Dr. Koonin's plots of energy use and carbon intensity against wealth for several countries clearly showed the low-carbon influence of the French nuclear industry and the Brazilian ethanol programme. Australia is in some sense an outlier, having a much higher energy growth rate than all other counties in the same income range.

He made the point that "coal is where the people are; and oil and gas are where the people aren't" so we can expect increased use of coal as energy independence becomes more important in future. On oil, he said that with prices at > $30/bbl, there is sufficient proven unconventional energy reserve that an oil peak is very unlikely - unless investment is insufficient to bring the production on stream.

As a physicist, Koonin was keen to take a "first-principles, quantitative and analytic" approach. He impressed on the audience that CO2 emissions were a stream, and that CO2 levels in the atmosphere are an integrated accumulation of that: so a 20% reduction in world emissions only buys a 15 year delay in reaching any particular level in the atmosphere. Also each 10% reduction in emissions from the developed world is completely counteracted by just 4 years growth in the developing countries.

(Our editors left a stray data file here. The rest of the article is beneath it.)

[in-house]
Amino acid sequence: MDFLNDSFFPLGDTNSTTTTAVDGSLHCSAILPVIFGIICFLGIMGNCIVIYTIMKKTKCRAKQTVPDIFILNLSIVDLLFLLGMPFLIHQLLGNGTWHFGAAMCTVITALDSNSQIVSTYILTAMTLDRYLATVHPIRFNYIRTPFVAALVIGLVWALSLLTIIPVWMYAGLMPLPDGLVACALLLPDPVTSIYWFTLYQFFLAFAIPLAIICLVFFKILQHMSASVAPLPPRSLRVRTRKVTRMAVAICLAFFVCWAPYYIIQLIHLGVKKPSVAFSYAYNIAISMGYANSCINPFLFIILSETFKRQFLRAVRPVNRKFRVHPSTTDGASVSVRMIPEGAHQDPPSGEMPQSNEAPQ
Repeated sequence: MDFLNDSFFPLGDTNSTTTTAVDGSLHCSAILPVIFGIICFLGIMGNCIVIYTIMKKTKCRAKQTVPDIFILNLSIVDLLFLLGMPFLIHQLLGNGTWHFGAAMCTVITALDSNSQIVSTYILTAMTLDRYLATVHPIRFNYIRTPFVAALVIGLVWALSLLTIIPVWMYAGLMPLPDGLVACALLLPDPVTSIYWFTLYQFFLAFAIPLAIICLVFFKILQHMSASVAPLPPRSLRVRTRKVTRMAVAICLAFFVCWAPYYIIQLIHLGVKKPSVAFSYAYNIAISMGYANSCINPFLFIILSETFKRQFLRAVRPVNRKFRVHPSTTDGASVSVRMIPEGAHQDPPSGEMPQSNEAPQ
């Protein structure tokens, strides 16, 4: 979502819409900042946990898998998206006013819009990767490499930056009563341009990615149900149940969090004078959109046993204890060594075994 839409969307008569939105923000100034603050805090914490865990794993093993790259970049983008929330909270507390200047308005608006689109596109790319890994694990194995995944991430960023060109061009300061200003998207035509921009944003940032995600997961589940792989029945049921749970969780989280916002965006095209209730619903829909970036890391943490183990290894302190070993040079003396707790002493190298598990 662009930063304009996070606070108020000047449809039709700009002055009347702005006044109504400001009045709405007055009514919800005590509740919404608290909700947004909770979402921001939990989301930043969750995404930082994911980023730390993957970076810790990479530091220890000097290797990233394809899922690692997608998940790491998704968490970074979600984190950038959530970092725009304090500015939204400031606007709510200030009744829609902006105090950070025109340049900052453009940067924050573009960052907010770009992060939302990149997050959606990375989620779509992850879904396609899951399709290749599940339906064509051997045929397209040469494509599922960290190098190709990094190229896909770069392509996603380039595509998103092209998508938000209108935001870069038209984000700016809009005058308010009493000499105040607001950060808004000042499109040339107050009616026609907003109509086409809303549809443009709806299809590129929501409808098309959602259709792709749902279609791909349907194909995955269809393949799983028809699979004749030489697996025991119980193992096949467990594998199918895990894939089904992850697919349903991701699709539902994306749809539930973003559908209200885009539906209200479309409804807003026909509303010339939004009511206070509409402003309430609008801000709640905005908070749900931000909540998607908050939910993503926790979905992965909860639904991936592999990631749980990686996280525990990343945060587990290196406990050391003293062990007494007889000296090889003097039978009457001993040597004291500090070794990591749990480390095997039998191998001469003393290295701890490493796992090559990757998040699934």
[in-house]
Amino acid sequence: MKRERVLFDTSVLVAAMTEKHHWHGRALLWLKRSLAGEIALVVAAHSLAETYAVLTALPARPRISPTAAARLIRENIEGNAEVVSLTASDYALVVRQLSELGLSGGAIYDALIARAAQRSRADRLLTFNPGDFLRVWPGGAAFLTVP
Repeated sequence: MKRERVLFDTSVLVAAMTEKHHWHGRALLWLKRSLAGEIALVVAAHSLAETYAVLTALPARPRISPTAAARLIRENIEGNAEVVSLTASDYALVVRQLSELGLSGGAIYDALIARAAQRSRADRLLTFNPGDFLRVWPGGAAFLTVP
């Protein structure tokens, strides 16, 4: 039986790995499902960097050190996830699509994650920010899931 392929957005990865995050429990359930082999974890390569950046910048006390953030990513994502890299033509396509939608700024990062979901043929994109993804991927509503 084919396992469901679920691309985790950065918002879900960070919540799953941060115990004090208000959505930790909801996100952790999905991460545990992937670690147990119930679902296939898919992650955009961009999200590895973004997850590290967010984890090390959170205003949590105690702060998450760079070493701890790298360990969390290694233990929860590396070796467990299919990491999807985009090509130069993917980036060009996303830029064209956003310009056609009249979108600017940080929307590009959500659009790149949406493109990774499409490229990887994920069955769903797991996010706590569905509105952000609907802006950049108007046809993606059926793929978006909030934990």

Russian 40-reactor Nuclear Programme gets funding from State Bank
$60 billion will be needed to finance the construction of 40 nuclear reactors in Russia. On May 31st, state-owned Vneshekonombank agreed to play a major role in expanding this nuclear plant construction. The bank, which is the Russian government's agent for payment of foreign debt, also plans to expand its cooperation with Atomstroiexport for a further 60 reactors in India and China. Gazprombank is also a candidate for participating in syndicated loans organised by Vneshekonombank.

On May 30th it was announced that 4 VVER-1000 reactors will be built in the Chelyabinsk Region (Urals).

On June 14th, Sevmash shipyard in the Arkhangelsk Region signed a contract to deliver a floating nuclear power station. The plant will mainly provide power supplies for shipyard company itself, and will also sell one fifth of its energy to the energy-hungry Asia-Pacific region. The project will cost $337m and will be commissioned in October 2010. "It is planned to construct such plants in remote regions of [Russia's] Far North and Far East." The Sevmash plant is also building two Borey-class nuclear submarines to be commissioned in 2006 and 2007.

Karsten Neuhoff in Cambridge: solar and wind energy
On May 30th, i10 and eeeGr supported a seminar and dinner at Jesus College, Cambridge. Dr. Neuhoff of the EPRG and the University Economics Dept. presented results from a comparison of UK and German policy instruments encouraging renewable electricity generation. Contrary to what was expected by economists, the UK "market based" system exposed investors to effectively  greater regulatory risk, and thus lower effectiveness (in terms of number of wind turbines built per pound of government subsidy) and much lower numbers of wind installations overall.